Thursday, October 24, 2013

Sarah Cahill and Adam Tendler at C4NM

In the intimate confines of the Center for New Music last Saturday evening, there was a dual piano recital by the Berkeley based Sarah Cahill above and the New York based Adam Tendler.

Sarah started her program with RCSC, a gorgeous 2001 piece by Annea Lockwood which required her to play both on the keys and on the strings inside the piano. Cahill has become such an adept at these techniques, possibly through her long acquaintance with Henry Cowell's piano works, that instead of seeming gimmicky, it looked and sounded perfectly natural. This was followed by one too many pieces by Hans Otte and ended with Terry Riley's 1994 Fandango on the Heaven Ladder, which Sarah introduced by reminding the audience that Terry Riley is a much deeper and more varied composer than the Father of Minimalism which he pioneered with In C.

Adam Tendler above started his recital with a short speech about gay rights and Matthew Shepard's murder in Wyoming before asking the audience to visit a website and start playing HATE SPEECH on their mobile devices when he sounded the first tones on the piano. The piano noodling, written by Tendler himself, was inconsequential but the ghostly sounds of the phones slightly out of sync with each other was extraordinary. The piece was premiered at the already legendary Brooklyn hipster joint, Roulette, last year and it was exciting to hear it live in the Tenderloin.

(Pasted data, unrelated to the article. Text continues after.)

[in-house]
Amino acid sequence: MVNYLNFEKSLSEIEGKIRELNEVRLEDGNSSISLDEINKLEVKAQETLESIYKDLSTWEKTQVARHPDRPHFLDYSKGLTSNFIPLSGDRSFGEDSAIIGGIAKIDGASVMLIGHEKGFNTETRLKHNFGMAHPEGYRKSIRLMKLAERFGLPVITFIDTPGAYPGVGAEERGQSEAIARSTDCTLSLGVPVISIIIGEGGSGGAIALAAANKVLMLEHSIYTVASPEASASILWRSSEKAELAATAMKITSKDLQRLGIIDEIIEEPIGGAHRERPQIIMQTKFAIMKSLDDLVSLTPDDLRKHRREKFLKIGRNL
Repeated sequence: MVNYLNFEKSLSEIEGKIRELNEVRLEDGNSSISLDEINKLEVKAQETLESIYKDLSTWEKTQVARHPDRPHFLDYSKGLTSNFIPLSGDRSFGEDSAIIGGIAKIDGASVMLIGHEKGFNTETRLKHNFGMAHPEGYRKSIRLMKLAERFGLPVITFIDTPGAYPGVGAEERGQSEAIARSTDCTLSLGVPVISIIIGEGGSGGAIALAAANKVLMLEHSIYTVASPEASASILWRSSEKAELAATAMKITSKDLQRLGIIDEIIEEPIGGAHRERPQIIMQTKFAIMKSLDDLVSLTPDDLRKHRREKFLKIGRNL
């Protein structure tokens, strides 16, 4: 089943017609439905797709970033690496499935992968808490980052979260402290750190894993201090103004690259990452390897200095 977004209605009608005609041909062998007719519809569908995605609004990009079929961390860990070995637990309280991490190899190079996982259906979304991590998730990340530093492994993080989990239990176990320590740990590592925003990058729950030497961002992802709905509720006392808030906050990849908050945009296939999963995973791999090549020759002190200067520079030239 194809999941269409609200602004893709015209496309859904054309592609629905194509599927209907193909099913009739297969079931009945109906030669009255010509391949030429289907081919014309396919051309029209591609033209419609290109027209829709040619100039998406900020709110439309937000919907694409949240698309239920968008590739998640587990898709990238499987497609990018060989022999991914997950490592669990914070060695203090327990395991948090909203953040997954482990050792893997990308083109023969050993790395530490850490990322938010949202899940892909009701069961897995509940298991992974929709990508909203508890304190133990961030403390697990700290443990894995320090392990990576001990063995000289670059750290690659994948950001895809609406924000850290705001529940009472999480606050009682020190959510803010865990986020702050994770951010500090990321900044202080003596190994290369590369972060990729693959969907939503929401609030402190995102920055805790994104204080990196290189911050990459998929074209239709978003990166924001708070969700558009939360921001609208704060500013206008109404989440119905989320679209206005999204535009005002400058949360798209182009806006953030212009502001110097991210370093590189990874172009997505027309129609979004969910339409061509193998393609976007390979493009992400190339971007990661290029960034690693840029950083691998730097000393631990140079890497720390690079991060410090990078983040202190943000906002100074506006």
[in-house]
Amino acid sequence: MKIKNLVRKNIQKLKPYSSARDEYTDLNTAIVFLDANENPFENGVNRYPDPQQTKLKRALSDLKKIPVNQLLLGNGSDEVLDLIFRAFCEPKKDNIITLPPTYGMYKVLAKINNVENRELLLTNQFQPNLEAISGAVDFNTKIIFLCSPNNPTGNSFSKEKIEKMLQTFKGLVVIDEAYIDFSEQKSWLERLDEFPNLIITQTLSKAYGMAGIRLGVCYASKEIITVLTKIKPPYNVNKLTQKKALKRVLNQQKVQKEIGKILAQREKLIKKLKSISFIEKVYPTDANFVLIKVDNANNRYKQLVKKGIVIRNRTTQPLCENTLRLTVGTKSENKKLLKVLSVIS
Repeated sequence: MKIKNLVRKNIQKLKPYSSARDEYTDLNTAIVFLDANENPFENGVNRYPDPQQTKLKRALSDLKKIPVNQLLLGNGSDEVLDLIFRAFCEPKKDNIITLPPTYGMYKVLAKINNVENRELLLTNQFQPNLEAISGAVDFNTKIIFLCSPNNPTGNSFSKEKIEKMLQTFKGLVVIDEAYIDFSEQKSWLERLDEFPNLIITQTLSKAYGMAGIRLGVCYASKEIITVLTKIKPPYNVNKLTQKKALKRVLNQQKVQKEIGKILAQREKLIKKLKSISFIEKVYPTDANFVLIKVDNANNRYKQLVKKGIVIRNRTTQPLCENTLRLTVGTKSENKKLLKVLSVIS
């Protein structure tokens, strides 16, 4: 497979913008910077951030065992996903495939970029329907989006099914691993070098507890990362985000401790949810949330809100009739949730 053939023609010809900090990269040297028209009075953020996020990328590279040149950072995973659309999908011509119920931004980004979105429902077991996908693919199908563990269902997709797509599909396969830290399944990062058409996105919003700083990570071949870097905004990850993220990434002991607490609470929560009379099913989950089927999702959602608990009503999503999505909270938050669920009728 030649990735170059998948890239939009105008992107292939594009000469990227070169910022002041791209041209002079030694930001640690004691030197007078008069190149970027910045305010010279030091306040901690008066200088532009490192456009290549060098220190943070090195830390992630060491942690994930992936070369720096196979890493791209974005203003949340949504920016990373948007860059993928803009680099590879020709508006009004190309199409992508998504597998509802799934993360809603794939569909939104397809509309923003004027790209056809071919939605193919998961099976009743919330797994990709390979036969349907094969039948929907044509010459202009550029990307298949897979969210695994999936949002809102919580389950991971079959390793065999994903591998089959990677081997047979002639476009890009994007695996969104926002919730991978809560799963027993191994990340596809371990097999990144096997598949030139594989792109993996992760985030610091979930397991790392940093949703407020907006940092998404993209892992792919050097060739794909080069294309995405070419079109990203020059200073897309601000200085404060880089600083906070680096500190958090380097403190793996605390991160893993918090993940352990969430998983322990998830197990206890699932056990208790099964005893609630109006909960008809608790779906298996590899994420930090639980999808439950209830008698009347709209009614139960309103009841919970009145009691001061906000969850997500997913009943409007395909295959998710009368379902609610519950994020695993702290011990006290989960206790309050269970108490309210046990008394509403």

Without any further addressing of the audience and working from memorization without any scores in front of him, Tendler played the 1941 Three Preludes by Robert Palmer, The Slow Melt by Anthony Porter which was a mesmerizing, strange piece that evoked the natural world collapsing, Luciano Chessa's 2009 lesbian piece Tomboy for piano and video involving lots of feet, and ended with a 1968 Philip Glass composition called Two Pages. The last was a piece of hardcore minimalism that kept getting more hypnotic the longer it lasted, and at a certain point everyone was looking at each other with disbelieving looks. "He actually memorized the whole thing?"

During his introduction, Tendler confessed to being a longtime fan/worshiper of Sarah Cahill, who specializes in the work of contemporary composers. The two were a good fit because they share a style that can best be described as simultaneously discerning and ecstatic.

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